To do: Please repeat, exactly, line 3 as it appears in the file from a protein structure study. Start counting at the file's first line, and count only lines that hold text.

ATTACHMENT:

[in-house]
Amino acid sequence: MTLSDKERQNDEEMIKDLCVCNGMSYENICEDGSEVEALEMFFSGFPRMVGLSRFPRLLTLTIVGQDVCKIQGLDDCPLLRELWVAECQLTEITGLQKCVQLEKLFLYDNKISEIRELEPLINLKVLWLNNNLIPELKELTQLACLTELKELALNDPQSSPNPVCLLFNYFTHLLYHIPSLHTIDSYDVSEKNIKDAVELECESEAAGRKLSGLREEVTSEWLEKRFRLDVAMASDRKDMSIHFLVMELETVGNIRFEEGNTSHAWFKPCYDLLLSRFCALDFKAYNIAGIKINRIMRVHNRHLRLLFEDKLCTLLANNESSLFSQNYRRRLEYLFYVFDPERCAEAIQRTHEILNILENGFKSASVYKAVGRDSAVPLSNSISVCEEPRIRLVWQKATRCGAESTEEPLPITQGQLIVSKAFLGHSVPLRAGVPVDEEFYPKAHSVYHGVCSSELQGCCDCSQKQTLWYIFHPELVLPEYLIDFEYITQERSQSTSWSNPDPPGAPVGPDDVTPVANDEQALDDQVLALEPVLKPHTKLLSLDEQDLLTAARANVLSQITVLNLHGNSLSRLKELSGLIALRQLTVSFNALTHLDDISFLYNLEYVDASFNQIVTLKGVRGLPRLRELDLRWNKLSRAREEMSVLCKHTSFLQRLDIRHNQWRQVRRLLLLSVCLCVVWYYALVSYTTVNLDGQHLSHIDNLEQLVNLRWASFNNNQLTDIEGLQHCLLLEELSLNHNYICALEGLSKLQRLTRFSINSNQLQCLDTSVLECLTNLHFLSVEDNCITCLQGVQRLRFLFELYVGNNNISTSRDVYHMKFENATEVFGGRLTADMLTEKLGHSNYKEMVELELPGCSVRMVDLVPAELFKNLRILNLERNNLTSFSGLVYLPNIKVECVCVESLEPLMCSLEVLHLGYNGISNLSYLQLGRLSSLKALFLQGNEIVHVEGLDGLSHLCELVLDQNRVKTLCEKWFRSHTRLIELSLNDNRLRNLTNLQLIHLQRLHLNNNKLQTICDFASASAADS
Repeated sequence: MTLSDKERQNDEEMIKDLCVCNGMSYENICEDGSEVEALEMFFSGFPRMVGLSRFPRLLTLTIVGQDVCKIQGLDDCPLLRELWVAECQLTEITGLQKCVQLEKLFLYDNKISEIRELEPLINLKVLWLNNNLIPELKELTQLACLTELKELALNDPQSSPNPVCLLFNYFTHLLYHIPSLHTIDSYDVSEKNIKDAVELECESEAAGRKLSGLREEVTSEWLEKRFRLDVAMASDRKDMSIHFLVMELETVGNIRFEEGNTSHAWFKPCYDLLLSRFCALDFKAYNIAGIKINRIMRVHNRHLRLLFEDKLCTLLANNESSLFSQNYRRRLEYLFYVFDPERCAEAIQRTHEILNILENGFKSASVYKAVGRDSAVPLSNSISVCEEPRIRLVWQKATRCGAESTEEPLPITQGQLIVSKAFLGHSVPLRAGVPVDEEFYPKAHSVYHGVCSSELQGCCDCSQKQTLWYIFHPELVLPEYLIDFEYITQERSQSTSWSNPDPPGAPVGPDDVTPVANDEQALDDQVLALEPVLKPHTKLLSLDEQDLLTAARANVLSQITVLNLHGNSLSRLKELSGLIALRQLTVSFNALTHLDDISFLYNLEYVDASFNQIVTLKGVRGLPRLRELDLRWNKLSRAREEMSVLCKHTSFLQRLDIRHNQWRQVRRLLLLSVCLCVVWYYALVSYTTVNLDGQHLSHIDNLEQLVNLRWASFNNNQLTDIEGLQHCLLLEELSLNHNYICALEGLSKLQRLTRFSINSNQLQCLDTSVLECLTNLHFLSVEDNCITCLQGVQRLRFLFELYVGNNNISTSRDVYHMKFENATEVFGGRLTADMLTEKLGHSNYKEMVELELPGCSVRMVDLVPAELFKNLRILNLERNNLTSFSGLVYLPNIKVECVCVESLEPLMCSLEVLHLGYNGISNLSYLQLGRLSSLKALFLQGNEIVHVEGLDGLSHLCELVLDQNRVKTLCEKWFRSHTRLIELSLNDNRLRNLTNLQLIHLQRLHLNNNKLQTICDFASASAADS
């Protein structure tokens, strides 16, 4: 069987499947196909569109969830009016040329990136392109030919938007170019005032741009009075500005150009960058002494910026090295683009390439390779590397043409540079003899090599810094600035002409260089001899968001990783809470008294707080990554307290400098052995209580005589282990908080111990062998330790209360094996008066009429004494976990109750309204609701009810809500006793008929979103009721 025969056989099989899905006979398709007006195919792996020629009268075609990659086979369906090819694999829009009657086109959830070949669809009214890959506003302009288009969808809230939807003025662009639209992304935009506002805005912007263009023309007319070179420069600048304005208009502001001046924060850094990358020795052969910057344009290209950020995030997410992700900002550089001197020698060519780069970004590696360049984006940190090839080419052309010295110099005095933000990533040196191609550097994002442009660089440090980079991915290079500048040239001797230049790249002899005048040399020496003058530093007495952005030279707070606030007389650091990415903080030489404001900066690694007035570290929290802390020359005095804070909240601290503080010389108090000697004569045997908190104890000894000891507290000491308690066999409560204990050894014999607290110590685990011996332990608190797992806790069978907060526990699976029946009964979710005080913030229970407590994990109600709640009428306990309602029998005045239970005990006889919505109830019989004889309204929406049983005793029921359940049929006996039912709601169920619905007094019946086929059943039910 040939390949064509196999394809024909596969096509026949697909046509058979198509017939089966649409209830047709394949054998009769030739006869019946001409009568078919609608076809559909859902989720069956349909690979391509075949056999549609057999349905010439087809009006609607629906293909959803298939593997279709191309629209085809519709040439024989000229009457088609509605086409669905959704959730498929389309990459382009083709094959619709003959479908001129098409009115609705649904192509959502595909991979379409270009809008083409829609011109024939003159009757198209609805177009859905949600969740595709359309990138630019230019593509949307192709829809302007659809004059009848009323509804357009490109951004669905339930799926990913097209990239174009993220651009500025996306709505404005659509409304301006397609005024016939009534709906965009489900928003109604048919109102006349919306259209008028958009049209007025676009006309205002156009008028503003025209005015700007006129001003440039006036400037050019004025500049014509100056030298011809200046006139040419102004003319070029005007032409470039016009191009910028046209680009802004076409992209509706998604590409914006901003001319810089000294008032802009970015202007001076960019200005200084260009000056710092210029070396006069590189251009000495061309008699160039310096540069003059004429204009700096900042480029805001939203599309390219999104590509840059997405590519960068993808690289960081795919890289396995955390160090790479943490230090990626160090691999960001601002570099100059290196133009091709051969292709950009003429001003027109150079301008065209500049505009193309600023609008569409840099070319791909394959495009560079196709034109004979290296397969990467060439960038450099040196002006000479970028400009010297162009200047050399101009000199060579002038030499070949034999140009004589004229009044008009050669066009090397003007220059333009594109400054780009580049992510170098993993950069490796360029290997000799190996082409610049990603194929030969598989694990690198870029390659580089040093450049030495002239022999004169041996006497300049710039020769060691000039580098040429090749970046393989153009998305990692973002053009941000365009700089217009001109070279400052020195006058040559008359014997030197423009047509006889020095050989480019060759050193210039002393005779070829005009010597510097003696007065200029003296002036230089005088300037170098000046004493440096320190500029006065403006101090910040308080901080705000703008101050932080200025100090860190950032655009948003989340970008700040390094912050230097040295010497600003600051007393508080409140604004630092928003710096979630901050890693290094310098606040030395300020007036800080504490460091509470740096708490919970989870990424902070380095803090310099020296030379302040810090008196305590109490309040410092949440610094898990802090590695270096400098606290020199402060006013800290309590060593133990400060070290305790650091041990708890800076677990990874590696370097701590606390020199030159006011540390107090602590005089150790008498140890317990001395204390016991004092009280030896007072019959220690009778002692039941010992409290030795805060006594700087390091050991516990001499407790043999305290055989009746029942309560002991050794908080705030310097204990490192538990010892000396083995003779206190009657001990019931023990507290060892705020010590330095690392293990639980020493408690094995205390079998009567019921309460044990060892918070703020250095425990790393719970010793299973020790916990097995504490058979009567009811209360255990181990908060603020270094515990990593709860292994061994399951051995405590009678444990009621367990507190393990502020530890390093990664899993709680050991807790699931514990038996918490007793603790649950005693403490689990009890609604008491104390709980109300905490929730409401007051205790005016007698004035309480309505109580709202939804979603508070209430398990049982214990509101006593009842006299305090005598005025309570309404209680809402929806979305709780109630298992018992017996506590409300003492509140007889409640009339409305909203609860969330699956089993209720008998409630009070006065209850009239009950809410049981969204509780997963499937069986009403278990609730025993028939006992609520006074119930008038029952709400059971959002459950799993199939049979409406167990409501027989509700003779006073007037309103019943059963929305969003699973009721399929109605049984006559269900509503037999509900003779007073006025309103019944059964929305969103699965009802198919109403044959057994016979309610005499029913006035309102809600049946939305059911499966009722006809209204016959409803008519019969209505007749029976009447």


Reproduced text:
Repeated sequence: MTLSDKERQNDEEMIKDLCVCNGMSYENICEDGSEVEALEMFFSGFPRMVGLSRFPRLLTLTIVGQDVCKIQGLDDCPLLRELWVAECQLTEITGLQKCVQLEKLFLYDNKISEIRELEPLINLKVLWLNNNLIPELKELTQLACLTELKELALNDPQSSPNPVCLLFNYFTHLLYHIPSLHTIDSYDVSEKNIKDAVELECESEAAGRKLSGLREEVTSEWLEKRFRLDVAMASDRKDMSIHFLVMELETVGNIRFEEGNTSHAWFKPCYDLLLSRFCALDFKAYNIAGIKINRIMRVHNRHLRLLFEDKLCTLLANNESSLFSQNYRRRLEYLFYVFDPERCAEAIQRTHEILNILENGFKSASVYKAVGRDSAVPLSNSISVCEEPRIRLVWQKATRCGAESTEEPLPITQGQLIVSKAFLGHSVPLRAGVPVDEEFYPKAHSVYHGVCSSELQGCCDCSQKQTLWYIFHPELVLPEYLIDFEYITQERSQSTSWSNPDPPGAPVGPDDVTPVANDEQALDDQVLALEPVLKPHTKLLSLDEQDLLTAARANVLSQITVLNLHGNSLSRLKELSGLIALRQLTVSFNALTHLDDISFLYNLEYVDASFNQIVTLKGVRGLPRLRELDLRWNKLSRAREEMSVLCKHTSFLQRLDIRHNQWRQVRRLLLLSVCLCVVWYYALVSYTTVNLDGQHLSHIDNLEQLVNLRWASFNNNQLTDIEGLQHCLLLEELSLNHNYICALEGLSKLQRLTRFSINSNQLQCLDTSVLECLTNLHFLSVEDNCITCLQGVQRLRFLFELYVGNNNISTSRDVYHMKFENATEVFGGRLTADMLTEKLGHSNYKEMVELELPGCSVRMVDLVPAELFKNLRILNLERNNLTSFSGLVYLPNIKVECVCVESLEPLMCSLEVLHLGYNGISNLSYLQLGRLSSLKALFLQGNEIVHVEGLDGLSHLCELVLDQNRVKTLCEKWFRSHTRLIELSLNDNRLRNLTNLQLIHLQRLHLNNNKLQTICDFASASAADS